Rebecca Grant: Game over for China as Trump lays down new trade rules

Live eels, denim and desk lamps: those are just a few of the 5,745 imports from China now at the center of the U.S.-China trade war.

On Friday, the U.S. will increase tariffs on $200 billion in goods from 10 percent to 25 percent, unless the U.S. and China agree on a comprehensive trade deal.

Just last week, U.S. Trade Representative Robert Lighthizer and Treasury Secretary Steve Mnuchin thought they had a deal almost ready. Mnuchin told Fox Business the deal was “close to done.” Then China dug back into the 150-page document and started making changes. Out went agreements by China to clean up their act on intellectual property theft, financial services, currency manipulation, and more.

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“China broke the deal,” Trump said again Wednesday night.

Now Trump may go all the way and add tariffs on the remaining $325 billion of Chinese goods the U.S. takes in each year. China is threatening reprisals, too.

It all began when President Trump imposed 10 percent tariffs on $200 billion in trade in September 2018. Ten rounds of trade talks followed and speculation grew that a deal would be signed in May.

Despite the recent blowup, the U.S. and China both need a trade deal, and three factors point toward continued talks if China’s delegation shows up ready to work.

First, Trump picked the right moment for this showdown. The U.S. economy is growing and unemployment is at a 50-year low. In contrast, China’s economy isn’t booming. It's growing, but at the slowest rate in years. Their stock market is off, and U.S. tariffs could dent China’s annual growth rate and compel President Xi Jinping to spend on an economic stimulus.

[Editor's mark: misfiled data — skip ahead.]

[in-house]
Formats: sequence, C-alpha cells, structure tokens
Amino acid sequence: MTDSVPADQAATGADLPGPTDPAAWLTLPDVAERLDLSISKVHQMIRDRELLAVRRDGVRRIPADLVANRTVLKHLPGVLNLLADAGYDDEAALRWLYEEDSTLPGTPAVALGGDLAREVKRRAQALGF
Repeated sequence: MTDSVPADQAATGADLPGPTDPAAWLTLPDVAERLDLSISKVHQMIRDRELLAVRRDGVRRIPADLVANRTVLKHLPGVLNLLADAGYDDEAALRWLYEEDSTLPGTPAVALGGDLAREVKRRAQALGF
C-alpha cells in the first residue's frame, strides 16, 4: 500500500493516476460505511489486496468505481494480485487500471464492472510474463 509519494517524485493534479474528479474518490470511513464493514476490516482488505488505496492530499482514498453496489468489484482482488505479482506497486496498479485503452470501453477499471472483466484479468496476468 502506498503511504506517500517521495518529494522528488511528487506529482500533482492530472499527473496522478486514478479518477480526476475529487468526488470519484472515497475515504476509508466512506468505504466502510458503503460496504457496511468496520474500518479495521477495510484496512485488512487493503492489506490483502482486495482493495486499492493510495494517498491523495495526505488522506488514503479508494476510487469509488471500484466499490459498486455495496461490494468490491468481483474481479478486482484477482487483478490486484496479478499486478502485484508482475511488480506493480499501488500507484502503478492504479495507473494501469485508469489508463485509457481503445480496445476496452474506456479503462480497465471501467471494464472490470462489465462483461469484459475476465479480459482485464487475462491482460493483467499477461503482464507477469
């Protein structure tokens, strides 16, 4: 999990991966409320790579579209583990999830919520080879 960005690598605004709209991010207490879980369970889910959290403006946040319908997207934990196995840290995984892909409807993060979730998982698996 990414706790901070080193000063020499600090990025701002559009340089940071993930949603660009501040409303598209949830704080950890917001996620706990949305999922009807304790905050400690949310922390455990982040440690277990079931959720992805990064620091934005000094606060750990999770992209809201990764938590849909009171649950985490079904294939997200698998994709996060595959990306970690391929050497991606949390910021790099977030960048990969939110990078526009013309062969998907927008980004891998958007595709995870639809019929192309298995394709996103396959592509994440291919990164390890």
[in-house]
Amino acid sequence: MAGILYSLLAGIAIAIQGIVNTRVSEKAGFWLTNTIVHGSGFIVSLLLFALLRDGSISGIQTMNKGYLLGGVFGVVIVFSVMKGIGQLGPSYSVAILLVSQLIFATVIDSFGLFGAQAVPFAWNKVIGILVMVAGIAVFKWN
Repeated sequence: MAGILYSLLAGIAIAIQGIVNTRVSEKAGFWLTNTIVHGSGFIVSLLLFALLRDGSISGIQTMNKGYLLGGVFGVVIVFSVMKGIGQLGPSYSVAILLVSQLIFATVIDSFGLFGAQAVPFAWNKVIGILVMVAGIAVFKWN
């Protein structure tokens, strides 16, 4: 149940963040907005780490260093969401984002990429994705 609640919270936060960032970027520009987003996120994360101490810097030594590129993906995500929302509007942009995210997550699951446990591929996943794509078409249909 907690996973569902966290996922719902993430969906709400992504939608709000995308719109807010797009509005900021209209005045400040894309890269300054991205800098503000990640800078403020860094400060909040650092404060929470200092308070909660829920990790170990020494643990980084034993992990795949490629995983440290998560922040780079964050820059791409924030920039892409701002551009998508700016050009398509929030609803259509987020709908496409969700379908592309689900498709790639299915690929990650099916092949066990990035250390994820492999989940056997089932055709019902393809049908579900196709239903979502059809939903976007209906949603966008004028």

On top of this, Xi’s domestic reform agenda is difficult. “The mountains are high and the emperor is far away” goes the old Chinese proverb about how local officials carry on corruption and ignore Beijing. Xi wants to steer China toward ambitious “Made in China 2025” goals and dominance in new technologies like artificial intelligence. Xi must alleviate the trade war or risk all that.

Second, Xi sent his very best: Liu He, China’s Vice Premier. Liu has a Masters’ degree from Harvard. He’s China’s top expert on the global economy and he’s been taking meetings with American trade and Treasury officials for years. More importantly, Liu and Xi are close friends. Vice Premier Liu brings the power to say yes. He understands why China needs this deal. If Trump slaps high tariffs on all Chinese goods, firms will start looking at cheaper production in Cambodia or Vietnam. Liu and the delegation will be tough negotiators but they don’t want to leave Washington empty-handed with 25 percent tariffs looming.

Third, Washington has woken up to the China problem. There is bipartisan consensus that the U.S. must take a much tougher line with China. Letting China into the World Trade Organization back in 2001 didn’t work out as planned. China was supposed to grow up and join the family of nations. Instead, China turned its self-proclaimed “peaceful rise” into a full challenge to the international order America leads.

Washington gets it. China is a military threat. They are a danger in space. They hacked data of 23 million U.S. government employees from 2013-2015. Beyond this, the trade deficit has eaten away at the economic foundations of democracy. China trade has gutted American manufacturing sectors that once provided decent wages to many.

China is a clear challenge to much the U.S. holds dear, and that gives Trump momentum to keep the pressure on China.

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Remember, Trump and the U.S. Trade Representative have plenty of options. They can increase tariffs or delay them. To be sure, there’s economic pain. Just ask American soybean farmers or Canada’s canola oil producers. An average family of four would pay $400 per year more if tariffs on clothes and shoes hit 25 percent, estimated one U.S. apparel and footwear association.

But the fact remains the reset of U.S.-China trade was long overdue. Trump knows it, and so does China. The U.S. has waited for almost 20 years for China to follow international rules on trade. That’s over.

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